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Tuesday, 18 September 2012

There's Always an Excuse for Prejudice, Erasure and Tropes

One of the things we’ve found in our many reviews of the genre from a social justice perspective is how many times people will make up various excuses for the problems we talk about. There is no limit to the different excuses people raise, but often it can feel like we’re responding to the same script since we see the same points raised again and again. Since, we assume, they are widely believed we’re going to poke a few of these:


The Protagonist doesn’t hate them because they’re a minority - it’s because they’re horrible people.

This normally becomes an issue when we point out, for example, that a character has no female friends and strikes sparks with every woman around them. Or the protagonist hates every single POC in the book/TV series. Or that the only GBLT characters in a book have been the protagonist’s enemies.

Now these protagonists rarely turn round and say “I hate women!” or “she’s my enemy because she’s a lesbian, evil lesbian!” because most authors aren’t that ridiculous. Usually, the protagonist does have a very legitimate reason to hate these people. Yes, every woman they met was mean to them. Yes, all the POC around them were cruel and rude. Yes, that evil GBLT villain is indeed evil. There were big story reasons for the character to hate all of these people. This is true.

But this a work of fiction, not a report of real people. The writer is an author, not a journalist. The cruel POC, the evil GBLT villain, the mean women - they don’t exist. They’re all creations of the author. And if the author has created a book where all the women/POC/GBLT/etc are set up to be awful and hateable then it is because the author chose them to be so.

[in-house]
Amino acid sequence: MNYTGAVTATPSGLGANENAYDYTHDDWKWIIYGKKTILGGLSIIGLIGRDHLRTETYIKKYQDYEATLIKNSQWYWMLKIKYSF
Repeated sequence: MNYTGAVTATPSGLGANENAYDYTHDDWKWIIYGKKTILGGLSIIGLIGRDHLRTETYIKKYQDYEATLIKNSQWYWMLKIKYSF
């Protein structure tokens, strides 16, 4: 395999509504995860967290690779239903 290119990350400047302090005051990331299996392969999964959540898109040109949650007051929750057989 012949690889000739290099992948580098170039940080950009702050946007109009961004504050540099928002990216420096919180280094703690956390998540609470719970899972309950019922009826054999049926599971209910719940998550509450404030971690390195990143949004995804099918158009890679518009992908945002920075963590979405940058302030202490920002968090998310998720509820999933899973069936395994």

If the marginalised people in a series are all hateful people that the protagonist loathes - for good in story reasons - then the author has created that scenario. And, yes, that’s problematic.


It’s just who they are! I see them as people not POC/GBLT/etc

So you’ve written your story and it turns out you have a sexually predatory GBLT person, or a loud, angry, sassy Black woman side-kick (bonus points if she has magic to help the protagonist) or some equally tired, stereotyped trope. Naturally we’re not impressed but the protest is “they’re not a sassy, magical side-kick because they’re Black, it’s just who they are!” In other words, you assert that their adherence to an extremely tired trope is just coincidence.

Now it’s vaguely possible, I guess, that you are somehow packed into the Mars Rover and are actually beaming you books or scripts from there and your intended audience is actually aliens from the planet Zog. In which case I applaud you for being able to write under such difficult conditions and being our ambassador for the Zoggi with books about vampires. 


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